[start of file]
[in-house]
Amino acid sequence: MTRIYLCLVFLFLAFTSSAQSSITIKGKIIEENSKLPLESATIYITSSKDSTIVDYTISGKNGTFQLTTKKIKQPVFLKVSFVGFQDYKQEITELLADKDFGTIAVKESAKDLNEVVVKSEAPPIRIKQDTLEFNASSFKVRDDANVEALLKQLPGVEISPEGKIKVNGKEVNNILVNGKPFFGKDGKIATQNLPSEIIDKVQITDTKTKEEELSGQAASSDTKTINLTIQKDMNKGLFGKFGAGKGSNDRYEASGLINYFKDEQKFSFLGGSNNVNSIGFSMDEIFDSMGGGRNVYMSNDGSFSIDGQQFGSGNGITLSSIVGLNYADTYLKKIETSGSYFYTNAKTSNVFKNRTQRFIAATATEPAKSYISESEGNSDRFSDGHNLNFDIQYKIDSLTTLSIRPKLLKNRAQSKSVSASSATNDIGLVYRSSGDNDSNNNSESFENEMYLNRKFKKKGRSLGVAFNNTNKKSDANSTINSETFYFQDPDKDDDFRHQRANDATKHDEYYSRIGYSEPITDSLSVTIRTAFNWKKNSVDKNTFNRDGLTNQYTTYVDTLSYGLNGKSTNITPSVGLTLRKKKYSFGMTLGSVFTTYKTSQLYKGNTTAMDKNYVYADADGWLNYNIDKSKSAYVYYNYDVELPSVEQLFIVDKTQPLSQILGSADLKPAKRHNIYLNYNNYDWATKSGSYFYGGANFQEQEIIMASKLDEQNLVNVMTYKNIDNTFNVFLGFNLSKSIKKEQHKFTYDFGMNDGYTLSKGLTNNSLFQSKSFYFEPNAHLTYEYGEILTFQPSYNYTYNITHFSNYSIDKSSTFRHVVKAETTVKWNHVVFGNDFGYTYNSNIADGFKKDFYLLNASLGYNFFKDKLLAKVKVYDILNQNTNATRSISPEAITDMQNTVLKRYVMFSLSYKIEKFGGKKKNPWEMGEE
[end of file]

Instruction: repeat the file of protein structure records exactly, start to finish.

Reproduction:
[in-house]
Amino acid sequence: MTRIYLCLVFLFLAFTSSAQSSITIKGKIIEENSKLPLESATIYITSSKDSTIVDYTISGKNGTFQLTTKKIKQPVFLKVSFVGFQDYKQEITELLADKDFGTIAVKESAKDLNEVVVKSEAPPIRIKQDTLEFNASSFKVRDDANVEALLKQLPGVEISPEGKIKVNGKEVNNILVNGKPFFGKDGKIATQNLPSEIIDKVQITDTKTKEEELSGQAASSDTKTINLTIQKDMNKGLFGKFGAGKGSNDRYEASGLINYFKDEQKFSFLGGSNNVNSIGFSMDEIFDSMGGGRNVYMSNDGSFSIDGQQFGSGNGITLSSIVGLNYADTYLKKIETSGSYFYTNAKTSNVFKNRTQRFIAATATEPAKSYISESEGNSDRFSDGHNLNFDIQYKIDSLTTLSIRPKLLKNRAQSKSVSASSATNDIGLVYRSSGDNDSNNNSESFENEMYLNRKFKKKGRSLGVAFNNTNKKSDANSTINSETFYFQDPDKDDDFRHQRANDATKHDEYYSRIGYSEPITDSLSVTIRTAFNWKKNSVDKNTFNRDGLTNQYTTYVDTLSYGLNGKSTNITPSVGLTLRKKKYSFGMTLGSVFTTYKTSQLYKGNTTAMDKNYVYADADGWLNYNIDKSKSAYVYYNYDVELPSVEQLFIVDKTQPLSQILGSADLKPAKRHNIYLNYNNYDWATKSGSYFYGGANFQEQEIIMASKLDEQNLVNVMTYKNIDNTFNVFLGFNLSKSIKKEQHKFTYDFGMNDGYTLSKGLTNNSLFQSKSFYFEPNAHLTYEYGEILTFQPSYNYTYNITHFSNYSIDKSSTFRHVVKAETTVKWNHVVFGNDFGYTYNSNIADGFKKDFYLLNASLGYNFFKDKLLAKVKVYDILNQNTNATRSISPEAITDMQNTVLKRYVMFSLSYKIEKFGGKKKNPWEMGEE